Blending of notes

Blending of notes

The curtain opened to a huge applause as maestros U Srinivas, the mandolin prodigy, and Shahid Parvez Khan, the eminent sitarist entered the stage. They wereaccompanied by veteran tabla player Yogesh Samsi and V Praveen on the mridangam.

The jugalbandi of the two maestros was a unique opportunity for the classical music lovers of the City — and the number of people at Chowdiah Memorial Hall said it all.
The programme started with an alaap from the respective artistes, who passed on the buck to each other with a polite smile.

As both of them nodded in appreciation of each other’s creative genius, the music lovers sat mesmerised, waiting and wanting more.

“I had to literally pinch myself to believe that I was seeing both Shahid Parvez Khan and U Srinivas together on one stage.  I did not want to miss such an opportunity and made sure that my children were here to see such a terrific performance as well,” says T Nagraj, who had come for the performance. As their fingers strummed magic, the audience could not help but applaud and express their appreciation of the maestros.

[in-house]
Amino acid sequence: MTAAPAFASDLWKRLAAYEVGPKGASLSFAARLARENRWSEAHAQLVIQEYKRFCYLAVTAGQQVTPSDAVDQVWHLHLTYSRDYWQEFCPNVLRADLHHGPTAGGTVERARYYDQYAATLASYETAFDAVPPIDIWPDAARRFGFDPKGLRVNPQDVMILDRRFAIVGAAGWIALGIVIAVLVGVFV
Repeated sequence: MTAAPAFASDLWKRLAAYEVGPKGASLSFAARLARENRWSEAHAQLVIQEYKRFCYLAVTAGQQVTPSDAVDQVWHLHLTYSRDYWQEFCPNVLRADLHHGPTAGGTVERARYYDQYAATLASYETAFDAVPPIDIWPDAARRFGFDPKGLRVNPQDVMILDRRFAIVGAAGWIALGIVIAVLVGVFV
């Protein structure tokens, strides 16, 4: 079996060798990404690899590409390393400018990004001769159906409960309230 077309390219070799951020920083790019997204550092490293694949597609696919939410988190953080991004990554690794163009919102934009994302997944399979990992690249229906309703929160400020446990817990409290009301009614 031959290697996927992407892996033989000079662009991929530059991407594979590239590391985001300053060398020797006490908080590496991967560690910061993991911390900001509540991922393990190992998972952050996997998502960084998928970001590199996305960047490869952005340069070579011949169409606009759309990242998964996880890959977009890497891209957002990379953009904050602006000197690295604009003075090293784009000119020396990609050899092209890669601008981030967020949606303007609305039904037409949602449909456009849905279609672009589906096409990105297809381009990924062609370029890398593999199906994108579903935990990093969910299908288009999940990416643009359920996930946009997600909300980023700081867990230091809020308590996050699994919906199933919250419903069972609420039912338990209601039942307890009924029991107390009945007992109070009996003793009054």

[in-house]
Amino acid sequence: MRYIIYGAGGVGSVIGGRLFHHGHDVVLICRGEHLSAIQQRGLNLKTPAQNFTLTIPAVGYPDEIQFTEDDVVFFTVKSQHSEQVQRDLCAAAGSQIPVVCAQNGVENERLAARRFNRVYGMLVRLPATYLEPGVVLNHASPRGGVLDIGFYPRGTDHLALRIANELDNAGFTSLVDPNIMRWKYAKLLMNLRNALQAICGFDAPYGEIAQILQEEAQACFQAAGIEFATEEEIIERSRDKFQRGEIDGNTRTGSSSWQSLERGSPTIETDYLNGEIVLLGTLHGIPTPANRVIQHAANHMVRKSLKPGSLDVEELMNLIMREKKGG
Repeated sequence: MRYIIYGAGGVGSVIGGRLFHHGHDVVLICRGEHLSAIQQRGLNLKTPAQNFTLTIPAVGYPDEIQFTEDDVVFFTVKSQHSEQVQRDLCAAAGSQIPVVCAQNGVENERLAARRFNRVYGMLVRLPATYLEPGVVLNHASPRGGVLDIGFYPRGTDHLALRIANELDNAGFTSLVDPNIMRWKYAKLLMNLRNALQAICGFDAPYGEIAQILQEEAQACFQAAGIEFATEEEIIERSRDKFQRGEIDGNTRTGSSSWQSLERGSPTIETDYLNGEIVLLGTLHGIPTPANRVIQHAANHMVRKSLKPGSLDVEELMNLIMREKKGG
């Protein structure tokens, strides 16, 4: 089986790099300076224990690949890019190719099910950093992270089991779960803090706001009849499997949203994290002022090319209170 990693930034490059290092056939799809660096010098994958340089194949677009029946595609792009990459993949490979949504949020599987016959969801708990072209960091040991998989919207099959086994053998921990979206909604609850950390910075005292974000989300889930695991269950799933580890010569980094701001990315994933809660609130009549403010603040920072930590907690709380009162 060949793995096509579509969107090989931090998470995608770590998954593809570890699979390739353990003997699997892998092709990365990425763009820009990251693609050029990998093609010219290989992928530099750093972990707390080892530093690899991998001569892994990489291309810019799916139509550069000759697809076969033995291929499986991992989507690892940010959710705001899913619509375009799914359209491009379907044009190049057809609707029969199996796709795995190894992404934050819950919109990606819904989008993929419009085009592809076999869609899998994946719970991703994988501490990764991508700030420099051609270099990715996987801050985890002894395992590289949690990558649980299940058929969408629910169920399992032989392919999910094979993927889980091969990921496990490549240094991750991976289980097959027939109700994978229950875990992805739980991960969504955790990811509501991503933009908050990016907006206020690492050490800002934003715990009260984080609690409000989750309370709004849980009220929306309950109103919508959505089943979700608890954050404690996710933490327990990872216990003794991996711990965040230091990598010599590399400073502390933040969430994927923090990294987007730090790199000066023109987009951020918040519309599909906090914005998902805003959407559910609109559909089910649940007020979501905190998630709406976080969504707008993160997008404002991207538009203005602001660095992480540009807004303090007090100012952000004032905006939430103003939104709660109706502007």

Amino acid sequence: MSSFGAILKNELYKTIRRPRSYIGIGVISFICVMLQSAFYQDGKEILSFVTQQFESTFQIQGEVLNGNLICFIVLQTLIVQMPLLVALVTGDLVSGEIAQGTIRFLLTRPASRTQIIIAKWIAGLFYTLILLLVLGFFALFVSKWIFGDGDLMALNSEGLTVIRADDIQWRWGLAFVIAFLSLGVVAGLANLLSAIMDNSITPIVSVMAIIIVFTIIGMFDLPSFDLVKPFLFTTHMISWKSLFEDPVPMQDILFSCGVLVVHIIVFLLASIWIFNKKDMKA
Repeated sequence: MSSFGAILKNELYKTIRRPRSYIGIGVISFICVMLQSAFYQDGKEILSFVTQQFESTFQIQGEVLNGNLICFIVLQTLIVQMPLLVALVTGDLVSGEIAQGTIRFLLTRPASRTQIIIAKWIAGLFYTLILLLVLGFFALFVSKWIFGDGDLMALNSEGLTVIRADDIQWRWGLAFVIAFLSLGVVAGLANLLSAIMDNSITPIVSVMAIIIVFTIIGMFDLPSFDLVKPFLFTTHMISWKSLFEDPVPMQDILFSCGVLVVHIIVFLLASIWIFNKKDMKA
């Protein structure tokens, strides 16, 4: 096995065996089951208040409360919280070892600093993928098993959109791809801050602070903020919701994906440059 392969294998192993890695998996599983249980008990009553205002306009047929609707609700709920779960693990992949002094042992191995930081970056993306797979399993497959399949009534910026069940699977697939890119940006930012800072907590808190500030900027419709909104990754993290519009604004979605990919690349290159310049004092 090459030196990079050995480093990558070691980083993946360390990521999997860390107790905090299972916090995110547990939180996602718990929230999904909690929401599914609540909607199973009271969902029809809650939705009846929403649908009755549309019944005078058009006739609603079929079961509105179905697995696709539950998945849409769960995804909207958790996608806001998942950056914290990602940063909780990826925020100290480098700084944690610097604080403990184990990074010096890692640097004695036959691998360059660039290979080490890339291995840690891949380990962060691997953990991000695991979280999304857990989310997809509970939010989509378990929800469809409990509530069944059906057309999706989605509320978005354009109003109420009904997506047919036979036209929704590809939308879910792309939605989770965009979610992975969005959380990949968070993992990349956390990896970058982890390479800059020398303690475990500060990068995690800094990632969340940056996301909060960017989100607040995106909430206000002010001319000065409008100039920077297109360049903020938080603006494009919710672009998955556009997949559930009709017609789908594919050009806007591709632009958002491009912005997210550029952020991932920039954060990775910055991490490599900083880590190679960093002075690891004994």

“What made this performance more special was the
on-stage camaraderie of the two gurus. There was no
rush to outdo one another and both of them gave space for the other to perform.

It was a pleasure to see them perform,” adds Smita, also a member of the
audience. The one-and-a-half-hour-long performance had no breaks and the audience had nothing to complain about.

While the beginning was smooth and slow-paced, the end was faster and full of complex notes, with the gayaki component of the artiste being pronounced.
Fused with mridangam and tabla, the outcome was music in its purest form.

Both the artistes showcased their individual style and gharana. Shahid Khan emphasised on the mirs, harkats and the taans and U Srinivas was eloquent with his strumming of the mandolin as he blended each note into the other.

“Khan’s sheer brilliance with the sitar is simply breathtaking. His gharana gives a lot of scope for gayaki and laykari, which is not only interesting to hear but also difficult to perform. He also improvises a lot. The South Indian audience has seen U Srinivas perform a lot of times, but we are getting to see Khan after a long time,” notes Vaidyanathan Hegde, who had come to watch the show.

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